Observe the relationship between the cities layer and the Parishes layer. It comes as no surprise that the Parishes with the largest cities also have the highest population density.

  • Turn off the Cities and Parishes layers
top of page

Add Historic Settlement Patterns and Rivers to Discover the Relationship between People and Rivers

Up to this point, you have captured one year's worth information on the map and with that year's data told a story about the population of Louisiana in 1990. However, maps can tell stories that explore both spatial and temporal questions.

Now let's explore the question, "How was the State of Louisiana populated over time?"

  • Add the historicsettlement shapefile.
  • Add a new layer to show the historic settlements in Louisiana. Click the Add Data button. Navigate to the Louisiana folder. Click once on historicsettlement.shp file to select it. Then click OK.
  • historicsettlement should now be the top layer on your map. Notice that the layer is automatically turned on when it is added.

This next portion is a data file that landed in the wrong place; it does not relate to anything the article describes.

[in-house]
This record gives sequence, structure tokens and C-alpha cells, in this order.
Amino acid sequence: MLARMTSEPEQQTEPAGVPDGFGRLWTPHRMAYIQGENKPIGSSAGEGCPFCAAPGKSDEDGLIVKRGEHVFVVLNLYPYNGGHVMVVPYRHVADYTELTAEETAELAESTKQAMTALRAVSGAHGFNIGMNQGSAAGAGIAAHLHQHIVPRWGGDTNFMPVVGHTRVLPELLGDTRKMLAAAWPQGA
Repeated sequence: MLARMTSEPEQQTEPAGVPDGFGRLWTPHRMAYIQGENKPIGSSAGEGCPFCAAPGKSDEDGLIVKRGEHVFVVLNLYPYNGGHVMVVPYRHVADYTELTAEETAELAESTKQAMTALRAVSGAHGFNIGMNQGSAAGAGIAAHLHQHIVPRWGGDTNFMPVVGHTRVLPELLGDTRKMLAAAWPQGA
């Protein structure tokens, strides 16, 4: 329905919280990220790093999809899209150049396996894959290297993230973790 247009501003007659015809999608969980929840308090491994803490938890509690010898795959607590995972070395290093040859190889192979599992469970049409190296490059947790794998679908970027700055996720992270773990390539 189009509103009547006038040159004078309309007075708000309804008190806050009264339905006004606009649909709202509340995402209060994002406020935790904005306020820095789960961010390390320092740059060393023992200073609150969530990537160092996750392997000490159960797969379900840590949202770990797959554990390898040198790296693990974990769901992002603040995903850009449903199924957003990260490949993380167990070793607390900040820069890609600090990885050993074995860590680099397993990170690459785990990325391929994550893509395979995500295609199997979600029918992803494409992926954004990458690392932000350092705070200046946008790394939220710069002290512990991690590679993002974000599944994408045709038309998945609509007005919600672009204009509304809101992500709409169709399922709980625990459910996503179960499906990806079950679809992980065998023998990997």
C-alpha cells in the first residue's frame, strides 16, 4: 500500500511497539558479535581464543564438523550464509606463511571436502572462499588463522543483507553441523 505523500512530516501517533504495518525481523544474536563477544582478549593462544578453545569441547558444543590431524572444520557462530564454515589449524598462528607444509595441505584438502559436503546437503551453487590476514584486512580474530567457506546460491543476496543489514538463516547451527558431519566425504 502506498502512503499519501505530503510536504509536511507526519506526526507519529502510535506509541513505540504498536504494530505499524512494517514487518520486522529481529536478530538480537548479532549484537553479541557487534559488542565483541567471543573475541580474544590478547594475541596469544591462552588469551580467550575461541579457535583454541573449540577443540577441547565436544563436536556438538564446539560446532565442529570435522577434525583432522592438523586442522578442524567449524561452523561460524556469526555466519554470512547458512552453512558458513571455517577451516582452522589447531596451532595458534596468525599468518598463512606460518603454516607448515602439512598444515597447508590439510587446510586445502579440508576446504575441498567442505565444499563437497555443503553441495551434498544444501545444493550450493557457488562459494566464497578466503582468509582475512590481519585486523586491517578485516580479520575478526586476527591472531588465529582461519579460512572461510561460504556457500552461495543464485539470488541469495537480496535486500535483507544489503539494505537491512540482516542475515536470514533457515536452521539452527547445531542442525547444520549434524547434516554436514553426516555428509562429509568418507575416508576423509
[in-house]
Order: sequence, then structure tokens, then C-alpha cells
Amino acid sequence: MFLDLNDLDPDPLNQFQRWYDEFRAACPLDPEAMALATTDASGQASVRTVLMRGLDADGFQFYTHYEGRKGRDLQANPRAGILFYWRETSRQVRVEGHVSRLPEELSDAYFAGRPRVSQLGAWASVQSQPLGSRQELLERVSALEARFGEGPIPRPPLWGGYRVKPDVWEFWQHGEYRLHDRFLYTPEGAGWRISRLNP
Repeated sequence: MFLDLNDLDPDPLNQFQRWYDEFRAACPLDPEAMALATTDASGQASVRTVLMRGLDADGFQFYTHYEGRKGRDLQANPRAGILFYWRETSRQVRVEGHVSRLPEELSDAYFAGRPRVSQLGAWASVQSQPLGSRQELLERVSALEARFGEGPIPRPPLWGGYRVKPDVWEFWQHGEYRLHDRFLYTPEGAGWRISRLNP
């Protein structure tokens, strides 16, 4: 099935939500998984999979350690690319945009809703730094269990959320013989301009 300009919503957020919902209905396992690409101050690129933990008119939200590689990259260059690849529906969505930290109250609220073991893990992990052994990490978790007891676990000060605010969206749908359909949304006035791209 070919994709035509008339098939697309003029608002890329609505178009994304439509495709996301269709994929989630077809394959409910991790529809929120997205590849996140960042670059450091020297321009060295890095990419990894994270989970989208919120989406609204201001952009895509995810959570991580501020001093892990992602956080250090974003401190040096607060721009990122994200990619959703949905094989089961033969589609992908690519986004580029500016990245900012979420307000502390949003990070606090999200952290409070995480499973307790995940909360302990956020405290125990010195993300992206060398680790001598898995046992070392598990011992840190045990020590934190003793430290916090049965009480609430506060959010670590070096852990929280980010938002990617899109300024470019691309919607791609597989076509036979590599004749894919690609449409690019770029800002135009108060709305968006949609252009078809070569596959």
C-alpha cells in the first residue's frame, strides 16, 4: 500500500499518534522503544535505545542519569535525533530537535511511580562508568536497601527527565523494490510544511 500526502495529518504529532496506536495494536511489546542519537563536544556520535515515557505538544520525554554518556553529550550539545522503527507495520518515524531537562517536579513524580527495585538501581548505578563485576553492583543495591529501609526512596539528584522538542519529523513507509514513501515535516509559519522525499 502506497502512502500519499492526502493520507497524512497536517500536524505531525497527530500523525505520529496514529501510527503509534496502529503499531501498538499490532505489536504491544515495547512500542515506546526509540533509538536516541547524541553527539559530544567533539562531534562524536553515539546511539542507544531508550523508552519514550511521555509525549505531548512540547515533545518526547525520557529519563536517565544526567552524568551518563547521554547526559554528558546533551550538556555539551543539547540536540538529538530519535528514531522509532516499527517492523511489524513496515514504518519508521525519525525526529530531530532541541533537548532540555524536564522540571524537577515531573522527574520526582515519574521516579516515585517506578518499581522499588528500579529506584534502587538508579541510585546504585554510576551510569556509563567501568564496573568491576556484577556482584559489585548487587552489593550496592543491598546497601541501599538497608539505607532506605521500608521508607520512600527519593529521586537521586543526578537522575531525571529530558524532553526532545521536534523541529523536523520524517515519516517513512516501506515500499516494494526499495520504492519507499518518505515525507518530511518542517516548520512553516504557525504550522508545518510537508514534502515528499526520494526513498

1. Click the Add Data button. Navigate to the Louisiana folder. Click once on historicsettlement.shp to select it. Then Click OK.
    2. If necessary, move the new layer down in the layer list. Put it below the point and line layers. Notice that when it is added it is all one color, not very informative!
      Historic settlement added

Symbolize the historicsettlement layer

  • Activate the layer and open the Properties window.
  • In the Properties window, select the following options:
    • Draw features using: Graduated Symbols.
    • Field Colonized
    • Classes 7, Classified by Equal Interval
    • Check Remove Outline.
    • Start Color White, End Color Brown.
    • Click Apply
    • Click the Labels tab
    • Add labels to the layer using the following options:
      • Label features using: Field Colonized, choose color Black, Font: Arial, 10 point, with an orange background. Click OK
    • Click the General tab to change the layer name to Historic Settlement
    • The options above are selected in the Properties window.
      changing properites historic settlements
      The options for adding labels are shown in the Properties window.
      adding labels historic settelments
      The Historic Settlements layer is now classified, labeled, and is zoomed in to show more details.
      final map

      Movie Icon
      loading the player


  • Turn on US Rivers and the Louisiana Rivers Mississippi, Atchafalaya, Pearl and Vermillion Rivers.
  • Look for relationship between rivers and settlement.
  • Answer the following questions: